Public Knowledge Finds Binge On Changes a Step Forward

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Today, T-Mobile announced a Binge On update that gives video providers more choice over how the program’s video optimization applies to their content. According to T-Mobile, “Now video providers can choose to have their content stream at native resolutions without Binge On’s mobile optimization.” The company also claims that video providers will have the option to manage their content streams themselves. Public Knowledge supports these changes as a step forward but adds that more should be done to benefit consumers.

The following may be attributed to John Bergmayer, Senior Staff Attorney at Public Knowledge:

“It is good to see T-Mobile moving in the direction of more choice and control -- both for consumers, and for video providers. T-Mobile is correcting some of the mistakes it made both with the design and the roll-out of Binge On. Allowing video providers to opt out of the program and control the quality of their streams addresses some of the concerns Public Knowledge has expressed before.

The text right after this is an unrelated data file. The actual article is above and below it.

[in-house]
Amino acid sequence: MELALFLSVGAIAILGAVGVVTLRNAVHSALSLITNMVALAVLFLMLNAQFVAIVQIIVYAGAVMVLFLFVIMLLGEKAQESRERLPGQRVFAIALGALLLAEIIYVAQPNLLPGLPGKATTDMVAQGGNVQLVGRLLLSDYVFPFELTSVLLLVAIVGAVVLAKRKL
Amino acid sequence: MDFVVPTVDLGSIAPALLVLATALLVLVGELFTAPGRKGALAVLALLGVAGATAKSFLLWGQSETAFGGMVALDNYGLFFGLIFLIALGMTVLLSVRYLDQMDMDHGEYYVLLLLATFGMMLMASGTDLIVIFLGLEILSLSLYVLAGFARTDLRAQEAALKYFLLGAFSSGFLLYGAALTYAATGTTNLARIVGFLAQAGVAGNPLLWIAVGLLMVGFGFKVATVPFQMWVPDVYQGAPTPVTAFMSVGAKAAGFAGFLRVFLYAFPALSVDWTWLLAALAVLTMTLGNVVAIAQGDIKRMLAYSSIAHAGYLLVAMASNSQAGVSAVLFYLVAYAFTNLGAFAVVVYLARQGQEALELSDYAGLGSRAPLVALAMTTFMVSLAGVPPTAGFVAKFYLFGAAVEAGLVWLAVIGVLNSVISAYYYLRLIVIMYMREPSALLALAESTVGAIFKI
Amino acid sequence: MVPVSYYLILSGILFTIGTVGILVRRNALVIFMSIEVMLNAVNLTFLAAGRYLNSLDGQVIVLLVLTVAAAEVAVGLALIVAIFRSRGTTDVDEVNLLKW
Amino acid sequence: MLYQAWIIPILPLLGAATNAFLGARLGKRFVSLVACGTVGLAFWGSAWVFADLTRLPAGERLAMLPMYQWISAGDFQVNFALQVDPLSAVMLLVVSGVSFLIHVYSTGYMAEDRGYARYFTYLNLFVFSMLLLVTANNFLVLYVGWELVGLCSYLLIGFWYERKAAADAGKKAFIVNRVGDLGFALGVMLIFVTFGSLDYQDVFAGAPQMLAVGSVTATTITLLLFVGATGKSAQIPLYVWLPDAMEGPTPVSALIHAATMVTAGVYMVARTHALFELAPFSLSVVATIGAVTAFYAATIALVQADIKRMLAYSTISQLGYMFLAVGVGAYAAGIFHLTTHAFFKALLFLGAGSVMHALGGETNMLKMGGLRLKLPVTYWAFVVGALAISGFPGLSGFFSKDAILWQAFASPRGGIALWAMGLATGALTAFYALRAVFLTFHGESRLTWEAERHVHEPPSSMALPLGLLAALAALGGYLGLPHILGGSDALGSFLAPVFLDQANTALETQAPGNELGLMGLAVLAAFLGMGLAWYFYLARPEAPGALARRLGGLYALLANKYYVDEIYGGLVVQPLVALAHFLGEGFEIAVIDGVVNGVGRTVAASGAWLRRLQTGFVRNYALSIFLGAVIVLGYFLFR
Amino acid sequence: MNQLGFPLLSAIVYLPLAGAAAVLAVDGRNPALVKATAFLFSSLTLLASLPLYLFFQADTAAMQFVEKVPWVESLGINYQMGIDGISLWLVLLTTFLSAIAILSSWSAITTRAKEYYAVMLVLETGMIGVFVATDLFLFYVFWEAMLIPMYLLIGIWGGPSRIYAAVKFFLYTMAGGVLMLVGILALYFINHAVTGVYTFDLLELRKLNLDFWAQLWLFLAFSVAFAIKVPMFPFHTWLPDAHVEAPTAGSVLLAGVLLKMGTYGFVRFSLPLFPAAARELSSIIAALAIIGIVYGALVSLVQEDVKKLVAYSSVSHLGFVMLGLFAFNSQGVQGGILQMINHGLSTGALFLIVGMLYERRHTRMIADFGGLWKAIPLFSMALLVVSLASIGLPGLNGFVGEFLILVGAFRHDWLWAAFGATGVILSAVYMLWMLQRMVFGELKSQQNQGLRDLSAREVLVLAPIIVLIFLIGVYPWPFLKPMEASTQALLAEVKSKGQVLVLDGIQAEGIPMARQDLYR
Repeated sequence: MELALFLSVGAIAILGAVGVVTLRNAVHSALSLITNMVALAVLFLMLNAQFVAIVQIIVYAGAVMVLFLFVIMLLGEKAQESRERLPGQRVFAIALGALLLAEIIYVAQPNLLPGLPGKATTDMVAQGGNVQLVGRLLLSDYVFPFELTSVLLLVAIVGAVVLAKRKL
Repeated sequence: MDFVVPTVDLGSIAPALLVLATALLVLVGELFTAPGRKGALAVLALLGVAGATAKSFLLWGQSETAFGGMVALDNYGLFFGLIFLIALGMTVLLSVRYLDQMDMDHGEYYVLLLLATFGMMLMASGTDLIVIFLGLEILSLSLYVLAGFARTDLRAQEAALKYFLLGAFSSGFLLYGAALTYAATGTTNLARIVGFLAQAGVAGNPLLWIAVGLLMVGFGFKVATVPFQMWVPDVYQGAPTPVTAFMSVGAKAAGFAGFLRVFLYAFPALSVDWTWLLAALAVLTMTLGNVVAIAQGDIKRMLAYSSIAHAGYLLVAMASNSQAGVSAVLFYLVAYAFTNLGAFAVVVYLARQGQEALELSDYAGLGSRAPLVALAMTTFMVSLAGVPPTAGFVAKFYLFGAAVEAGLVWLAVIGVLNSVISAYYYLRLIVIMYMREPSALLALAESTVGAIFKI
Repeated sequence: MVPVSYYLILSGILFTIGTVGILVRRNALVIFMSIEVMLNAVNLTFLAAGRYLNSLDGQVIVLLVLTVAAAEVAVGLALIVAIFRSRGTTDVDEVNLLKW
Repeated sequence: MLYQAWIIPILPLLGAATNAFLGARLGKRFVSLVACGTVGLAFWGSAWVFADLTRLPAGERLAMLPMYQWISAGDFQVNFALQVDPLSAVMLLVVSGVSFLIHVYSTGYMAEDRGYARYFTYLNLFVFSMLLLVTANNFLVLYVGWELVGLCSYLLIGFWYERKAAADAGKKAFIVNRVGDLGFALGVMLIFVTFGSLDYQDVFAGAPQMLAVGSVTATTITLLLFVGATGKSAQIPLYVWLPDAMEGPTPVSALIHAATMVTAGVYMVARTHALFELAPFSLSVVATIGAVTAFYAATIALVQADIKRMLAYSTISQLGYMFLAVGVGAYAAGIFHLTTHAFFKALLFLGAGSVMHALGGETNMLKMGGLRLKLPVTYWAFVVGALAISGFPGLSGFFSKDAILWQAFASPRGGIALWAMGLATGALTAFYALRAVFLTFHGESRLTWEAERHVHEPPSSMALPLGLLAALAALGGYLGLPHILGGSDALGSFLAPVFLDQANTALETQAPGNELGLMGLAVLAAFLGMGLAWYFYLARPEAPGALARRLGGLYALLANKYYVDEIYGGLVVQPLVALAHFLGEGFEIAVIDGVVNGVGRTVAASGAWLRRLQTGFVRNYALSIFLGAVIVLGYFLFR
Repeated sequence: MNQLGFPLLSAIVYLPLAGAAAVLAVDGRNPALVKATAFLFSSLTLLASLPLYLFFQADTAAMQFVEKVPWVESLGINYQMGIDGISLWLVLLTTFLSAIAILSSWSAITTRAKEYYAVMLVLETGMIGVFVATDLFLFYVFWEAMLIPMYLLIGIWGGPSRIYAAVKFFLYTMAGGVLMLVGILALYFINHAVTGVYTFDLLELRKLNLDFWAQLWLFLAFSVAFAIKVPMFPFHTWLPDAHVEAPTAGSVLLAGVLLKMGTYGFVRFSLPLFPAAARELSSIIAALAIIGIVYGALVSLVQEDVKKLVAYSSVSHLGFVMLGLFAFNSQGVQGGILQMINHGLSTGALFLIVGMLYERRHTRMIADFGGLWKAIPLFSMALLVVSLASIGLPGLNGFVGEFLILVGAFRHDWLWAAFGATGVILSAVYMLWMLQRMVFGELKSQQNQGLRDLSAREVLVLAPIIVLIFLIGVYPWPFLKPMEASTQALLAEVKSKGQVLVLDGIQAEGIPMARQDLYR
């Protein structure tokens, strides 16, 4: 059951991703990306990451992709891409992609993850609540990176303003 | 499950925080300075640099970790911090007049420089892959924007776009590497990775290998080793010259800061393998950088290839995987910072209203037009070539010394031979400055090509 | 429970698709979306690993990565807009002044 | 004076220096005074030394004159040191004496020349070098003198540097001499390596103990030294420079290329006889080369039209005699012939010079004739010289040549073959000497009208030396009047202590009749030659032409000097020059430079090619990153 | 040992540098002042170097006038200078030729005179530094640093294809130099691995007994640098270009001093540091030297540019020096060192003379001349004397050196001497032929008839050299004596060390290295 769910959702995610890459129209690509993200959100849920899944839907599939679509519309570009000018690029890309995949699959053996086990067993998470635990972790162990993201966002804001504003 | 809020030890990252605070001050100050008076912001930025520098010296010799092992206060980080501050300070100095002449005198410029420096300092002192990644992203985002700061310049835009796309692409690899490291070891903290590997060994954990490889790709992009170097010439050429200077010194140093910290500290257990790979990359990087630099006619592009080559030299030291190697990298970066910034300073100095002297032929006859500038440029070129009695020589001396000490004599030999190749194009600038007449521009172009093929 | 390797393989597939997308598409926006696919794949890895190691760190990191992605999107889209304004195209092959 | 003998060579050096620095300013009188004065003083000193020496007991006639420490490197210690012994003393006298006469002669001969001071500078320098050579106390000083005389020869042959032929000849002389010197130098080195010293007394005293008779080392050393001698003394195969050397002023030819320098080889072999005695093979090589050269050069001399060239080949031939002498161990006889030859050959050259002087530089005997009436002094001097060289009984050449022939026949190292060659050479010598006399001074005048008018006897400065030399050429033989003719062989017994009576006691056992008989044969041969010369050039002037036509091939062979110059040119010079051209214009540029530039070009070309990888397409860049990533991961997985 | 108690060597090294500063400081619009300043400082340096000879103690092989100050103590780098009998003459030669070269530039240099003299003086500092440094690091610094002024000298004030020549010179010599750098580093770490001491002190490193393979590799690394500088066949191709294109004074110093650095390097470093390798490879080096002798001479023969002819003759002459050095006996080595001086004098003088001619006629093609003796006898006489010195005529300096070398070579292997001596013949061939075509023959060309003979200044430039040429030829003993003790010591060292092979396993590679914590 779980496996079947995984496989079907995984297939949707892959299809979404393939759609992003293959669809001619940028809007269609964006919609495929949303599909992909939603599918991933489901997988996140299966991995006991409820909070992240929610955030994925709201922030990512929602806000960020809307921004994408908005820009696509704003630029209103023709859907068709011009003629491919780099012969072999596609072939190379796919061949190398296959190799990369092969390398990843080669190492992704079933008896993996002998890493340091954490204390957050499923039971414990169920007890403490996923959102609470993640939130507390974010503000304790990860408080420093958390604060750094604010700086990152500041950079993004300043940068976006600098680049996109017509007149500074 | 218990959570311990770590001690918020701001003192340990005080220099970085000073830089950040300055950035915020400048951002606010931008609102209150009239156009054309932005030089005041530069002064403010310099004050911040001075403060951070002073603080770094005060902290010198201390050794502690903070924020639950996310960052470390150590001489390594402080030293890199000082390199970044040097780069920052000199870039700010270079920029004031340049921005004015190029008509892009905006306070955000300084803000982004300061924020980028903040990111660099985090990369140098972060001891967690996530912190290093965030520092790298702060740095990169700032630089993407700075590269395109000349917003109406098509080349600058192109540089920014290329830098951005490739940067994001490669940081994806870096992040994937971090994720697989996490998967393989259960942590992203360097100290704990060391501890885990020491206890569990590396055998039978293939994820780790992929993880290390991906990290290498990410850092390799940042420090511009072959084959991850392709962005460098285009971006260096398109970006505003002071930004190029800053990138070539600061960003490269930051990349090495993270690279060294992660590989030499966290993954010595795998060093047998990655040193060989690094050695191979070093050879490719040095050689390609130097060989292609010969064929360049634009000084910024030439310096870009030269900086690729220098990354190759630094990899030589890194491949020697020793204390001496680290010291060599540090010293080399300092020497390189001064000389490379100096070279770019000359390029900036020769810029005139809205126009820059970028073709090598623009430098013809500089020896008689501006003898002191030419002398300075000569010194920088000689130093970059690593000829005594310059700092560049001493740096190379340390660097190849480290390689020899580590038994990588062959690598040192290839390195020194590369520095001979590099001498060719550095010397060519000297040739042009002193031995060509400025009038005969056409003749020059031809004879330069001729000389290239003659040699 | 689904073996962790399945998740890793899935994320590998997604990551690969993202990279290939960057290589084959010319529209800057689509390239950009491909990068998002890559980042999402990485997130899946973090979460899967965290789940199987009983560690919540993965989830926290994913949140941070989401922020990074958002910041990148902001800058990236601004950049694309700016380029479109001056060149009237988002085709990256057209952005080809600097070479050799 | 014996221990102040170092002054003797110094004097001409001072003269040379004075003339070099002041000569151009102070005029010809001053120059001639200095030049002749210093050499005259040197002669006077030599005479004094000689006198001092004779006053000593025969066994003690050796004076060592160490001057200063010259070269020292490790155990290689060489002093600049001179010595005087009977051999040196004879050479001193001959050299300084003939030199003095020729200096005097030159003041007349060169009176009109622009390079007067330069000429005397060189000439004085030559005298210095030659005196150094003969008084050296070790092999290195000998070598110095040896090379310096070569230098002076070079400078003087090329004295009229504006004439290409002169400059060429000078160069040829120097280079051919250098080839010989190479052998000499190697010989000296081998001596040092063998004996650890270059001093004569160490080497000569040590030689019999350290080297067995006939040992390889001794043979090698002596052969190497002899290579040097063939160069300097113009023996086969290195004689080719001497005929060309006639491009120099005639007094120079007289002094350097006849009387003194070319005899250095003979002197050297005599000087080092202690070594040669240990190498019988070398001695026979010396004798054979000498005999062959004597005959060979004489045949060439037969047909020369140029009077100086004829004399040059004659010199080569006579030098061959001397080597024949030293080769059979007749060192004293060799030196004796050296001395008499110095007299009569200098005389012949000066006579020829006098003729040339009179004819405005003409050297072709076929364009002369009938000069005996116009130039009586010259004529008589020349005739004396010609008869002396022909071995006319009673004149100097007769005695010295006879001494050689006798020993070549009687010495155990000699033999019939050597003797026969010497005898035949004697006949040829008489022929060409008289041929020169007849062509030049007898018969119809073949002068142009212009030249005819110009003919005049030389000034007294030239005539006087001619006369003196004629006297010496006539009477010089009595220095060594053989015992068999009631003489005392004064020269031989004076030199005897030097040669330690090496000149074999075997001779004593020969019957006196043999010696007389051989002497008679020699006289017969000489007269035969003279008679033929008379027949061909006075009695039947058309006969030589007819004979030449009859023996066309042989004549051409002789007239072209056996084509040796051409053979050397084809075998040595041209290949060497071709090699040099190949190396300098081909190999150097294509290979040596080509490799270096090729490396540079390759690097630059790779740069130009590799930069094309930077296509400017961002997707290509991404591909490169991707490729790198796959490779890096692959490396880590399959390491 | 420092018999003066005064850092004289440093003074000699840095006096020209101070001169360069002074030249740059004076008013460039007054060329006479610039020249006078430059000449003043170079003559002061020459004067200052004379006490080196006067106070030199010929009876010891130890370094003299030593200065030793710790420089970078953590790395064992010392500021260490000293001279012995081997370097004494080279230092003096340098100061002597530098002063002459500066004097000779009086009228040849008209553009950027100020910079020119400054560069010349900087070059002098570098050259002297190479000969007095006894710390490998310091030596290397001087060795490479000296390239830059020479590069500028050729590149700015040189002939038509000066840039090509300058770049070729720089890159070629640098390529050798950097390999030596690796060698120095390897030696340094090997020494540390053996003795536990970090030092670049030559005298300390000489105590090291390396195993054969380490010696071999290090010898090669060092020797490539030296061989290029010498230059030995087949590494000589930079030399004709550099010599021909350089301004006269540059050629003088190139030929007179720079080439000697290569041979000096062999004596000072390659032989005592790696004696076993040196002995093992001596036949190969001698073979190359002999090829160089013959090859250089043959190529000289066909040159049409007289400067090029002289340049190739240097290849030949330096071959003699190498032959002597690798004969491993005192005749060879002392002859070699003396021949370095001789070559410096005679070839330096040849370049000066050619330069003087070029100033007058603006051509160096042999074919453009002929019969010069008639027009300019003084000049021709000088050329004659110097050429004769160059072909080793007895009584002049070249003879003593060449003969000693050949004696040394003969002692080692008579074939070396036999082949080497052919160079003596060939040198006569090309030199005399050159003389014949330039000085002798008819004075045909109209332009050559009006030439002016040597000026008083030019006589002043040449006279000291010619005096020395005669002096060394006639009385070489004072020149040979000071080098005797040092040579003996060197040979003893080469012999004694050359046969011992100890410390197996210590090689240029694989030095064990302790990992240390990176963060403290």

“However, policymakers need to monitor Binge On and programs like it carefully. Data caps, zero-rating, and throttling (even if justified in terms of network management) can all be abused to harm consumers, discriminate between online services, and can harm investment.

“When reviewing these issues, policymakers should pay special attention to instances where the potential for these harms is more apparent -- for example, where data caps are not justified by the network architecture, or where providers are zero-rating their own content or services. Concerns like this led Public Knowledge to filing its recent complaint about Comcast's Stream TV.”

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